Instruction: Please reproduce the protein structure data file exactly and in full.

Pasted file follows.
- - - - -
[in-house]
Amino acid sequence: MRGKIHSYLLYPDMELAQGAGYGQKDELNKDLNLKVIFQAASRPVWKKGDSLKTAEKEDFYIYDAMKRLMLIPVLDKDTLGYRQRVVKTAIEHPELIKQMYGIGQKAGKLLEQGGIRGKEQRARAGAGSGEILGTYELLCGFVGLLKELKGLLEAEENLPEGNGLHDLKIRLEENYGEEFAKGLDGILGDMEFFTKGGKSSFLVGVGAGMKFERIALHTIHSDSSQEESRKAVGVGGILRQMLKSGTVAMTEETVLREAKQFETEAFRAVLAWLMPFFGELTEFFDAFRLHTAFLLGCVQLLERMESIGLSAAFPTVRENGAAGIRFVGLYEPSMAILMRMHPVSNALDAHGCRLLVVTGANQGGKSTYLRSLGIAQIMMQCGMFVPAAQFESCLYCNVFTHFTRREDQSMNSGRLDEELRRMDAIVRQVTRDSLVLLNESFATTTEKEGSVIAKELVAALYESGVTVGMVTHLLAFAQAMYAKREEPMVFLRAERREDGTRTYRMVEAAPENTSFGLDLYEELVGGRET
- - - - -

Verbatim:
[in-house]
Amino acid sequence: MRGKIHSYLLYPDMELAQGAGYGQKDELNKDLNLKVIFQAASRPVWKKGDSLKTAEKEDFYIYDAMKRLMLIPVLDKDTLGYRQRVVKTAIEHPELIKQMYGIGQKAGKLLEQGGIRGKEQRARAGAGSGEILGTYELLCGFVGLLKELKGLLEAEENLPEGNGLHDLKIRLEENYGEEFAKGLDGILGDMEFFTKGGKSSFLVGVGAGMKFERIALHTIHSDSSQEESRKAVGVGGILRQMLKSGTVAMTEETVLREAKQFETEAFRAVLAWLMPFFGELTEFFDAFRLHTAFLLGCVQLLERMESIGLSAAFPTVRENGAAGIRFVGLYEPSMAILMRMHPVSNALDAHGCRLLVVTGANQGGKSTYLRSLGIAQIMMQCGMFVPAAQFESCLYCNVFTHFTRREDQSMNSGRLDEELRRMDAIVRQVTRDSLVLLNESFATTTEKEGSVIAKELVAALYESGVTVGMVTHLLAFAQAMYAKREEPMVFLRAERREDGTRTYRMVEAAPENTSFGLDLYEELVGGRET